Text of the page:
NEW ORLEANS (Reuters) - Consistent lifelong exercise preserves heart muscle in the elderly to levels that match or even exceed that of healthy young sedentary people, a surprising finding that underscores the value of regular exercise training, according to a new study.
The first study to evaluate the effects of varying levels of lifelong exercise on heart mass was presented on Saturday at the annual scientific meeting of the American College of Cardiology in New Orleans.
It suggested that physical activity preserves the heart’s youthful elasticity, showing that when people were sedentary, the mass of their hearts shrunk with each passing decade.
By contrast, elderly people with a documented history of exercising six to seven times a week throughout adulthood not only kept their heart mass, but built upon it — having heart masses greater than sedentary healthy adults aged 25 to 34.
“One thing that characterizes the aging process by itself is the loss of muscle mass, particularly skeletal muscle,” said Dr. Paul Bhella, a researcher from John Peter Smith Hospital in Fort Worth, Texas who presented the study at the conference.
“But we are showing that this process is not unique to skeletal muscle, it also happens in cardiac muscle,” he said. “A heart muscle that atrophies is weaker.”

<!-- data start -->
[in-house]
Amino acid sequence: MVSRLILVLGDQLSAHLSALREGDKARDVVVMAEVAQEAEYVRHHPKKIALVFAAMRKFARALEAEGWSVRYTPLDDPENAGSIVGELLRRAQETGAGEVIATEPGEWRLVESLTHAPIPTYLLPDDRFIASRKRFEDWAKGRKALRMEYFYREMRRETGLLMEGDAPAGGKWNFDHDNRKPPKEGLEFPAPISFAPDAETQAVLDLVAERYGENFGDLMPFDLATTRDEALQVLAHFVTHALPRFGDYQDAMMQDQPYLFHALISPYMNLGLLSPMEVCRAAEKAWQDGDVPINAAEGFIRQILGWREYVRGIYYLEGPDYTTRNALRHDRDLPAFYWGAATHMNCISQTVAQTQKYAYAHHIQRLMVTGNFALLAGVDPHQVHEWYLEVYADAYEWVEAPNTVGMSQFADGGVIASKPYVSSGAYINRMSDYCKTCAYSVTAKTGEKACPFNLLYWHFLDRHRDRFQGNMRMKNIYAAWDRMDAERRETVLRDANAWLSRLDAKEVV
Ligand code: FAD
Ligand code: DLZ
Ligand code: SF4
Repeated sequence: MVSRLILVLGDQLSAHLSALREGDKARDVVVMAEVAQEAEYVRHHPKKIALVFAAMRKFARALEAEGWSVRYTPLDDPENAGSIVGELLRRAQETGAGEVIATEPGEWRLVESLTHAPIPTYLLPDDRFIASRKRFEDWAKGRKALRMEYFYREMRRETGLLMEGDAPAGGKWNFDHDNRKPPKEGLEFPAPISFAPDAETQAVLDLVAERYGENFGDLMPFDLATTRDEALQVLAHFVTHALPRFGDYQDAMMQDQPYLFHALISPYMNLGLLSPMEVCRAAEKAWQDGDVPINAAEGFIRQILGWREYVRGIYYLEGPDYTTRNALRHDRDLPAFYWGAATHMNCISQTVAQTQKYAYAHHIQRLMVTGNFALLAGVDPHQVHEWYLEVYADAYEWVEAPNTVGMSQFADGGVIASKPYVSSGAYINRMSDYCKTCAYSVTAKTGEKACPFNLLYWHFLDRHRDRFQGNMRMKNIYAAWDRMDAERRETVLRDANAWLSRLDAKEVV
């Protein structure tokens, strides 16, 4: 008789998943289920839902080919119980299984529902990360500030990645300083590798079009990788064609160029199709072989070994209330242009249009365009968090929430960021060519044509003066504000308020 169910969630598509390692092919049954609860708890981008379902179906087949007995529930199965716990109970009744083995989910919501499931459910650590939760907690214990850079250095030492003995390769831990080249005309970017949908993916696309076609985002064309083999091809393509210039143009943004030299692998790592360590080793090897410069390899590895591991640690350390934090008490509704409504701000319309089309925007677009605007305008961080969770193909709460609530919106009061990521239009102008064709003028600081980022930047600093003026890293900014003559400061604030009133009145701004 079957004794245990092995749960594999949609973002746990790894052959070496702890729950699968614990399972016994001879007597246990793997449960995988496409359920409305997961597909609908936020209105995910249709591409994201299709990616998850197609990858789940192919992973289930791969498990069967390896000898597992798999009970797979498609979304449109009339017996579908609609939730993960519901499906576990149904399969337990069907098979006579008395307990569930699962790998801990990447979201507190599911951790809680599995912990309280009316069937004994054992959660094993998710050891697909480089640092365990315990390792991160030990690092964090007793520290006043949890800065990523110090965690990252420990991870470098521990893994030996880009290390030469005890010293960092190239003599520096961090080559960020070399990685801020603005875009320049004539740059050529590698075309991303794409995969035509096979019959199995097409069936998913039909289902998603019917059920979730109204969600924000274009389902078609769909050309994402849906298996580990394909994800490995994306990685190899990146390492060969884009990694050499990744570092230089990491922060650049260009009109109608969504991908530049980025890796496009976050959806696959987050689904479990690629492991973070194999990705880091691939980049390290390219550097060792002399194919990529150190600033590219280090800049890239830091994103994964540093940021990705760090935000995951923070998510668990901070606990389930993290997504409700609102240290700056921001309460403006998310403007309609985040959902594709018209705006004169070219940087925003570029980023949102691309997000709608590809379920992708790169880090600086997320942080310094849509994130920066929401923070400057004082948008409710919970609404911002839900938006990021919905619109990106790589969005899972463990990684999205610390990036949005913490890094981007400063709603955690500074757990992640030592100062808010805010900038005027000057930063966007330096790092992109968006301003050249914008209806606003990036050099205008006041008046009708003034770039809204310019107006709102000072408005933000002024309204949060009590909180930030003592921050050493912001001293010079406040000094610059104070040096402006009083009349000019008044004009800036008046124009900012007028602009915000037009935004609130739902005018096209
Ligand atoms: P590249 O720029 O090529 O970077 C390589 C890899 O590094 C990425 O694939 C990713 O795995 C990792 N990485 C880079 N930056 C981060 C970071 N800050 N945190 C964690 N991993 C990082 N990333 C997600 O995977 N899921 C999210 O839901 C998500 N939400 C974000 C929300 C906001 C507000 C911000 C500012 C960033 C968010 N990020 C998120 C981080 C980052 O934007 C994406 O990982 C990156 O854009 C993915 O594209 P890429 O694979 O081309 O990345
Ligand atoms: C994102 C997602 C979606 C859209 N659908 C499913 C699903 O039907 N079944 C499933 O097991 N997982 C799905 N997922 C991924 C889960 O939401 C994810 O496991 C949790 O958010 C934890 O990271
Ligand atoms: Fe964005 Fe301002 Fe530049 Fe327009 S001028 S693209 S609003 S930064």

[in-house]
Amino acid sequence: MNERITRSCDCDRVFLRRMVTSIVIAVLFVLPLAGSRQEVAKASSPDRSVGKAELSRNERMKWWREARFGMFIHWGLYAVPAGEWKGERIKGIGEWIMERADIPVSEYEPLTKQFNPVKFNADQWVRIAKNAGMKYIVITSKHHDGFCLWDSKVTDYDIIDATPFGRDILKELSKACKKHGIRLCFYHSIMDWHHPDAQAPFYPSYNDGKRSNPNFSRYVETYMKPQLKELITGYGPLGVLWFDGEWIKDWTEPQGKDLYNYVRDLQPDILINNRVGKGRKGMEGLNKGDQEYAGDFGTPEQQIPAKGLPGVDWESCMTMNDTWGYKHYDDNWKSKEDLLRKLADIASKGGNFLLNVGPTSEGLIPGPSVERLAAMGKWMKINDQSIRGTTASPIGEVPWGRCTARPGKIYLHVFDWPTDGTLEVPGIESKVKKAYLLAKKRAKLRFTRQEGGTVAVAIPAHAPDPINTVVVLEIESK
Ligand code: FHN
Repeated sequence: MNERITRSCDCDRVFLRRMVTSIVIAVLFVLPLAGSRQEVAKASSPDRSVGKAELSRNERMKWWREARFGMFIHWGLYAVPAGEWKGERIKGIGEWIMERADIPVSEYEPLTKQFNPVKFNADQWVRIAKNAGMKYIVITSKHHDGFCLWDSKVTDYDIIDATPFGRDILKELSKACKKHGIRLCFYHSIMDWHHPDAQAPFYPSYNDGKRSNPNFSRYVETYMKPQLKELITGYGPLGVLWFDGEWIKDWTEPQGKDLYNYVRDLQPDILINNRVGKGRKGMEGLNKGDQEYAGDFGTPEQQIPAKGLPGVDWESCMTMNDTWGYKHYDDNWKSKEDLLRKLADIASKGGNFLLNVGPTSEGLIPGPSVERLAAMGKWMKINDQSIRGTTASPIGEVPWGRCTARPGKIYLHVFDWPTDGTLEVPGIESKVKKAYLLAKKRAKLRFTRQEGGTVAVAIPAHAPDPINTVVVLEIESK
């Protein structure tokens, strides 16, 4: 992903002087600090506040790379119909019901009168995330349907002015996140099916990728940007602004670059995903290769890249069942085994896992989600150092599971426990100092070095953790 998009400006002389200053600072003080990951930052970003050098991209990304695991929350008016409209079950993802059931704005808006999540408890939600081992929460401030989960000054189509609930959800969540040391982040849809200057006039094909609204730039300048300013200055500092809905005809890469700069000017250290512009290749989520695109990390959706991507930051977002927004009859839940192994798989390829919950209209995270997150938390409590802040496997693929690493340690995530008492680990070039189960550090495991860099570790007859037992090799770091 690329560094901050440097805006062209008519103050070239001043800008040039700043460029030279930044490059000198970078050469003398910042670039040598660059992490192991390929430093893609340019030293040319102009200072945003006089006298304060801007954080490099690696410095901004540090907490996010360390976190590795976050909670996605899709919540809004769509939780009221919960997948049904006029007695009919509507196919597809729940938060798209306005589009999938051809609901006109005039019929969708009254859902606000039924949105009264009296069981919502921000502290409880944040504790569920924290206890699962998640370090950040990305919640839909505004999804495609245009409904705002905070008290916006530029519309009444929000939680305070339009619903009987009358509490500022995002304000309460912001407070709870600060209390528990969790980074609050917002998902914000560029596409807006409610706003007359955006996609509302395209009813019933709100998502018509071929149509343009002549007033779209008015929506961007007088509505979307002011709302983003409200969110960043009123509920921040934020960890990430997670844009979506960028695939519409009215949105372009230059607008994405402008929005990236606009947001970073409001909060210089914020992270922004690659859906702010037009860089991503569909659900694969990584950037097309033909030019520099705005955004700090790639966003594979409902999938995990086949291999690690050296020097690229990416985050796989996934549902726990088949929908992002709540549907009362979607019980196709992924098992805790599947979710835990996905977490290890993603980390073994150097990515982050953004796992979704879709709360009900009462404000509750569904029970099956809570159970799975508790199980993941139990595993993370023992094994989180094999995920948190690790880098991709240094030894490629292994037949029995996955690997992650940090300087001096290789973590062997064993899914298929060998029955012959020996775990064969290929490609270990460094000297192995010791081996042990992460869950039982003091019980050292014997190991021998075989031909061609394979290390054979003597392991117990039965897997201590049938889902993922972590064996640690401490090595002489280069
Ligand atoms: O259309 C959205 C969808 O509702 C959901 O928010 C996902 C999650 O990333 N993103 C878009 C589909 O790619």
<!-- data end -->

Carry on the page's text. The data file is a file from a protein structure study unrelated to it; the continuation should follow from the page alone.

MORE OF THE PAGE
The study enrolled 121 healthy people with no history of heart disease. Fifty nine were sedentary subjects recruited from the Dallas Heart Study, a large multiethnic sample of Dallas County residents.
Some 62 lifelong exercisers, all over age 65, were recruited mainly from the Aerobics Center Longitudinal Study, which had documented their exercise habits over a period of 25 years.
In the new study, exercise was assessed by the number of aerobic exercise sessions per week, rather than intensity or duration. Subjects were broken down into four groups: non-exercisers; casual exercisers (two to three times a week); committed exercisers (four to five times a week) and master athletes (six to seven times a week).
Heart mass measurements, taken using MRIs, showed that sedentary subjects had diminished heart mass as they aged, while lifelong exercisers had heart mass expansion with increasing frequency of exercise.
“The data suggest that if we can identify people in middle age, in the 45 to 60 year range, and get them to exercise four to five times a week, this may go a very long way in preventing some of the major heart conditions of old age, including heart failure,” said Benjamin Levine of the University of Texas Southwestern Medical Center, who headed the study.
Reporting by Ransdell Pierson and Bill Berkrot; Editing by Paul Simao